(Updates with comments from second paragraph.)
Feb. 14 (Bloomberg) -- BRD-Groupe Societe Generale SA Chief Executive Officer Guy Poupet said he expects no direct effect on the Romanian banking industry from European limits imposed on western parents, even as his bank plans to tap funding on its own through bond sales.
BRD, Romania’s largest publicly-traded bank, is seeking to sell its first euro-denominated bonds in the middle of the year as part of a medium-term notes program, after it finishes the necessary paperwork by May, deputy Chief Executive Officer Claudiu Cercel said in an interview today. The bank plans to diversify its funding sources, according to Poupet.
“Romanian banks are now in a situation of very good ratio of liquidity and solvency and there is no particular pressure on our positions,” Chief Executive Officer Guy Poupet said in another interview.
New capital and liquidity requirements for western banks, such as BRD owner Societe Generale SA, UniCredit SpA of Italy and Austria’s Erste Group Bank AG, threaten to curb credit needed to fund the region’s companies and households.
European Banking Authority told banks to have core capital reserves of 9 percent by the end of June after writing down their holdings of sovereign debt. That may require an additional 115 billion euros ($152 billion) of capital, according to the EBA.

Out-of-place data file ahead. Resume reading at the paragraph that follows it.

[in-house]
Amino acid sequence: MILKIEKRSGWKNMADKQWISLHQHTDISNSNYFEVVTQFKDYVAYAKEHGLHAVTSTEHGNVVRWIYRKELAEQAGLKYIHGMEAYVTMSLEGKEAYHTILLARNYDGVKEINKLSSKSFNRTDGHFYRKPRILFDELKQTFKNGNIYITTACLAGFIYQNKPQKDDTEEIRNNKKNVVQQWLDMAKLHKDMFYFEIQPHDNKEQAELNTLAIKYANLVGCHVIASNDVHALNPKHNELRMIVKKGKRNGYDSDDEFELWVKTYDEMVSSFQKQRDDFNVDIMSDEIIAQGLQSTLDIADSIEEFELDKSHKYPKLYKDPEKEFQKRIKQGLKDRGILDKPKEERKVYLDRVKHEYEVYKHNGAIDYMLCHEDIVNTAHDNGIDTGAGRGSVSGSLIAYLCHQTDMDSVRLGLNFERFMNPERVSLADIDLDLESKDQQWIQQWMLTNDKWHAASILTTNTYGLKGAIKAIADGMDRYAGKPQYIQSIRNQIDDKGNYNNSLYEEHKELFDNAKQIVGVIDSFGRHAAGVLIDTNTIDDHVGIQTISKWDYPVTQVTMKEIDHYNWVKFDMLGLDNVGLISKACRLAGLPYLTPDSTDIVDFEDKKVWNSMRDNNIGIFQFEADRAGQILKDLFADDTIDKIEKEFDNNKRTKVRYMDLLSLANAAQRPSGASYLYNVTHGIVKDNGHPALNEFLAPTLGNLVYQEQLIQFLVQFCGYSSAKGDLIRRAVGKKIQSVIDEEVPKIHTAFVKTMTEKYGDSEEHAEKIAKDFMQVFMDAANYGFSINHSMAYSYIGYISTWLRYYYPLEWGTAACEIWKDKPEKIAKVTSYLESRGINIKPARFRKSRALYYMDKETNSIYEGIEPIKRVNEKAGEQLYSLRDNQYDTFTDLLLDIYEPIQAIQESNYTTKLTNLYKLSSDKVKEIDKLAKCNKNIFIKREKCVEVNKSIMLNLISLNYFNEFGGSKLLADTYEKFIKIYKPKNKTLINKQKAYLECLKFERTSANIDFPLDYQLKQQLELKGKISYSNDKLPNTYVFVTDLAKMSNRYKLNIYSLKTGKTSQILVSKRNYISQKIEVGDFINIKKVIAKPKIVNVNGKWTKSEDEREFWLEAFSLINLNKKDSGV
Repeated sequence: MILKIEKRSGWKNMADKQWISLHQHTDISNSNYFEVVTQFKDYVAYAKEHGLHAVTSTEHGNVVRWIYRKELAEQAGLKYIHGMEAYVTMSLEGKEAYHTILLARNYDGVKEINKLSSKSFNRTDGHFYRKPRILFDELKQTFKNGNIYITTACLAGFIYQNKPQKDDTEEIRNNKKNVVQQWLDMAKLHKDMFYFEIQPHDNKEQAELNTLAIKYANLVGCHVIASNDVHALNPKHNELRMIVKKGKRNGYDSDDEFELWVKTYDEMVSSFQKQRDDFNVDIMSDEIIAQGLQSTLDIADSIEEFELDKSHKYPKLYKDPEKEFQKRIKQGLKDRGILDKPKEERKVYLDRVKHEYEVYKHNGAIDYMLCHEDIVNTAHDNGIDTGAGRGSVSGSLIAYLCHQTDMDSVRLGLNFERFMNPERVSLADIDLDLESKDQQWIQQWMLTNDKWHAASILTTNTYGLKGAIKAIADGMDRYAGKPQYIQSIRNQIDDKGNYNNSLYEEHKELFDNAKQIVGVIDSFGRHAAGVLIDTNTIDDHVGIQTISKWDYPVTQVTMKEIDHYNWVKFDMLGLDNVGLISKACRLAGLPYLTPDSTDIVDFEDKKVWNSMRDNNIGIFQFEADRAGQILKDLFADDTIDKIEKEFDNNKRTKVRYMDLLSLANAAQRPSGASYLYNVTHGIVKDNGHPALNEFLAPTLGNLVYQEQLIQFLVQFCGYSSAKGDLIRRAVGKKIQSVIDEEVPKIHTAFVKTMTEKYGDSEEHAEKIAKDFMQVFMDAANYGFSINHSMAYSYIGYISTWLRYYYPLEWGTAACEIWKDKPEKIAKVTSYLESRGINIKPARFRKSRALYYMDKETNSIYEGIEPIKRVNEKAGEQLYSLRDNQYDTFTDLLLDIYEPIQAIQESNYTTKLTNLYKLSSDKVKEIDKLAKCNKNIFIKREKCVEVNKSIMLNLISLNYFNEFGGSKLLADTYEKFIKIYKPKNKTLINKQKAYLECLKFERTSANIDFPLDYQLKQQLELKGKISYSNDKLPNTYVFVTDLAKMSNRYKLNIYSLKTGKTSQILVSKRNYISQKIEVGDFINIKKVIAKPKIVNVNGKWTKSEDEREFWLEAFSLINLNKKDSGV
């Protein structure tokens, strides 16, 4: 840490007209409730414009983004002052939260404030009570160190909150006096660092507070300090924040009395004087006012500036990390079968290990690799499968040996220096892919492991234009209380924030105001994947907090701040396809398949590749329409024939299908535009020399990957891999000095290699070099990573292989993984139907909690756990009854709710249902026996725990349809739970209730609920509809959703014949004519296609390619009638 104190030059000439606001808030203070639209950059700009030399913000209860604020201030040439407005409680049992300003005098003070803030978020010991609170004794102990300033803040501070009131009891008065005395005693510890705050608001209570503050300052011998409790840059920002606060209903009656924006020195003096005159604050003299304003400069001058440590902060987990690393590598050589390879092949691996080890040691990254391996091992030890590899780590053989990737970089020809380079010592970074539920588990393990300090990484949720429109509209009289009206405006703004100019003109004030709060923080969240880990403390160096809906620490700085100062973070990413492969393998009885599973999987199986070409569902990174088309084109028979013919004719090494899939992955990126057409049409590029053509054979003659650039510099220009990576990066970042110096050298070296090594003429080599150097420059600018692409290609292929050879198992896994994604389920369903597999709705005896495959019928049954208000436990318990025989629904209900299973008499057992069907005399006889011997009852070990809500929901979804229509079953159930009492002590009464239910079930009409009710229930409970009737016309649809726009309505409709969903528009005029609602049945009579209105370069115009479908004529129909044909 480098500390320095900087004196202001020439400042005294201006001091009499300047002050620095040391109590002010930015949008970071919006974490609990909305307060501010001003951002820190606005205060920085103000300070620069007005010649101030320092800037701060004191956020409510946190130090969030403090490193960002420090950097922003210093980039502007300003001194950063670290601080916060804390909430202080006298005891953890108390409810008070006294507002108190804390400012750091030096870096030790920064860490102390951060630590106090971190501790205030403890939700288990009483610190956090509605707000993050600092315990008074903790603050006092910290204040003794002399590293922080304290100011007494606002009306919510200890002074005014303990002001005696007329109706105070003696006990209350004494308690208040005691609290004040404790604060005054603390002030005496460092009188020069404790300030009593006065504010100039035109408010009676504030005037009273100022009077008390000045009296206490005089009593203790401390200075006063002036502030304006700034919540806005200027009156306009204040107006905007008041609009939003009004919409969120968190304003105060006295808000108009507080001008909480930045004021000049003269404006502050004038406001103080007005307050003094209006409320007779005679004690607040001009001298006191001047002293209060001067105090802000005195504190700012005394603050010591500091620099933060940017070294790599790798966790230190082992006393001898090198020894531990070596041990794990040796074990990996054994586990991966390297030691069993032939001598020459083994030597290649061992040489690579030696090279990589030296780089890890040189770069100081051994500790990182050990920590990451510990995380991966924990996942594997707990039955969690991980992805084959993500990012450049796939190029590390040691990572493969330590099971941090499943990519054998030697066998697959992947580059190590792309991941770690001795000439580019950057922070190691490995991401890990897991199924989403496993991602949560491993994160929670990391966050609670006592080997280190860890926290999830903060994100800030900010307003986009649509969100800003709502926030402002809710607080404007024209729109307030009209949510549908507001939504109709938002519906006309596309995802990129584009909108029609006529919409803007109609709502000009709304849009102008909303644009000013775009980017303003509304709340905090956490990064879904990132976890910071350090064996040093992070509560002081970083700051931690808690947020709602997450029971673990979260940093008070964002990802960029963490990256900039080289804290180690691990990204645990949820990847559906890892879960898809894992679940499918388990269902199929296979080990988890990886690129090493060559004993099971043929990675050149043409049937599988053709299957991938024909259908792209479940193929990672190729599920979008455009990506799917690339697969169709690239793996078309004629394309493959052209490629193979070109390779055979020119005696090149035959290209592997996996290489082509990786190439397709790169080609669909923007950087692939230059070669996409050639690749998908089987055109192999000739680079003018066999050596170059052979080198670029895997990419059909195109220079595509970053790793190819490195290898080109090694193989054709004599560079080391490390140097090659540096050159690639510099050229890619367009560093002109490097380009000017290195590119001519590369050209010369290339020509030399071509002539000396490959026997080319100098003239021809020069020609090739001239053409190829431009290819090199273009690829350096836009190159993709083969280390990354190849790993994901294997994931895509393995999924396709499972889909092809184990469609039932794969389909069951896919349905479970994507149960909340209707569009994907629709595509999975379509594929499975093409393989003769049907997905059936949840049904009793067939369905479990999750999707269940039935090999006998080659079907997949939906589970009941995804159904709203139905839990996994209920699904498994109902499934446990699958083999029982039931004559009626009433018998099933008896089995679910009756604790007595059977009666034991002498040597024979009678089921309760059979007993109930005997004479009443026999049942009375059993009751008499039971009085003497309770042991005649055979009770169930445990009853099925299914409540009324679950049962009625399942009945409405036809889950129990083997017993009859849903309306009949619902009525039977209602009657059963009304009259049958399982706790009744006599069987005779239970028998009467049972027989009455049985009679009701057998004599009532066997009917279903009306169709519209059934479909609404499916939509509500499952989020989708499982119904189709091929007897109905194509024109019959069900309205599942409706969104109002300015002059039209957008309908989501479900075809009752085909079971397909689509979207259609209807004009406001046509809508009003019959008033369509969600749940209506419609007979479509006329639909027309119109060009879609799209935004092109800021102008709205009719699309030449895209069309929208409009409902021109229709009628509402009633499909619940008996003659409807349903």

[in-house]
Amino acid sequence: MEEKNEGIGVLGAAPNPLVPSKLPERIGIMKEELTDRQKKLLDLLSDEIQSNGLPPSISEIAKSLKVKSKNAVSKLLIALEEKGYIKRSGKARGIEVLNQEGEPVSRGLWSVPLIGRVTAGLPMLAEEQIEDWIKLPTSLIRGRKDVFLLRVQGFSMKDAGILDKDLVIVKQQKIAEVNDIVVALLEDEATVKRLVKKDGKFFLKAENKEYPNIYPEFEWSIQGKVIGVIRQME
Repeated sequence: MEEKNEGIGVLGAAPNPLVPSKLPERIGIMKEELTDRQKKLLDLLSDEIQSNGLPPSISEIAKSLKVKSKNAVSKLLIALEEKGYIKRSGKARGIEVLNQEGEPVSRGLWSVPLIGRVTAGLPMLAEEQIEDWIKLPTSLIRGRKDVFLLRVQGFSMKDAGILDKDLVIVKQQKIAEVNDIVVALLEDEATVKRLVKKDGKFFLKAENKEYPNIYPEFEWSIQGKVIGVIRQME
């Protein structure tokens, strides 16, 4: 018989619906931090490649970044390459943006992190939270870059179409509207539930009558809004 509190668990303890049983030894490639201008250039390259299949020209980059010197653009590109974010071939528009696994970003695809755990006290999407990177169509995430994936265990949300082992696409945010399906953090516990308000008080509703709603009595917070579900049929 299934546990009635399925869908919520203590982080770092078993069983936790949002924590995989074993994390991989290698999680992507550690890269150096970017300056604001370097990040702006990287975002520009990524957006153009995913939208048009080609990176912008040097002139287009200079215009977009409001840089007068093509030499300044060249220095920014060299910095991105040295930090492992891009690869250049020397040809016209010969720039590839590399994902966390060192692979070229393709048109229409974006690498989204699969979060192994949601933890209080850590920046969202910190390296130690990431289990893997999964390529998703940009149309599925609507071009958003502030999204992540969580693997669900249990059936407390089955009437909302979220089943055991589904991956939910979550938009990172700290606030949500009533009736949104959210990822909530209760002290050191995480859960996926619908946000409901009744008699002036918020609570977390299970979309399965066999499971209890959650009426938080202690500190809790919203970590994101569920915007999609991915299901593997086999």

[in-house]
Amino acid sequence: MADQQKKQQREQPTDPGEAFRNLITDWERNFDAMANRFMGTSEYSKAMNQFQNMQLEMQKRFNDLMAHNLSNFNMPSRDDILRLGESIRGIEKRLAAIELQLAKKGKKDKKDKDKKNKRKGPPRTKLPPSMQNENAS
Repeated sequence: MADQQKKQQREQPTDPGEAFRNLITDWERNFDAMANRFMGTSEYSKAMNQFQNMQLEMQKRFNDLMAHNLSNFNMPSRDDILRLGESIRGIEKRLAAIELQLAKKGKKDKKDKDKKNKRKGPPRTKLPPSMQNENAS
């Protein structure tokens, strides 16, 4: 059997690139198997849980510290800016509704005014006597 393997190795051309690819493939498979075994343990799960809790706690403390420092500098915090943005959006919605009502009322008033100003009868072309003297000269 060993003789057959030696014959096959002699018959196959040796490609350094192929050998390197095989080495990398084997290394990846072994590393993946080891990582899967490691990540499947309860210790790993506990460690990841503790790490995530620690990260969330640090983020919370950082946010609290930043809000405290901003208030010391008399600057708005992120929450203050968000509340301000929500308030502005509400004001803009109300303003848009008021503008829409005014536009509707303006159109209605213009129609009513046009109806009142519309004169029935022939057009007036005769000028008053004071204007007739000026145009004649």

Romania’s banking industry, which is about 90 percent owned by international lenders, posted a total loss of 100 million euros last year, Nicolae Cinteza, the head of the central bank’s supervision department, said on Feb. 8. It was the second consecutive year of losses for the industry following a lending boom between 2006 and 2008 ended after the worst recession on record in the country.
BRD wants shareholder approval to increase an already approved medium-term notes limit to as much as 2 billion euros from 600 million euros, Cercel said. The bond-selling program will last three years, he said.
The bank, Romania’s second-biggest by assets after Erste’s Banca Comerciala Romana SA, won’t need a capital increase this year and may use part of its 2011 profit, of 465 million lei ($141 million), to strengthen its reserves, according to Poupet.
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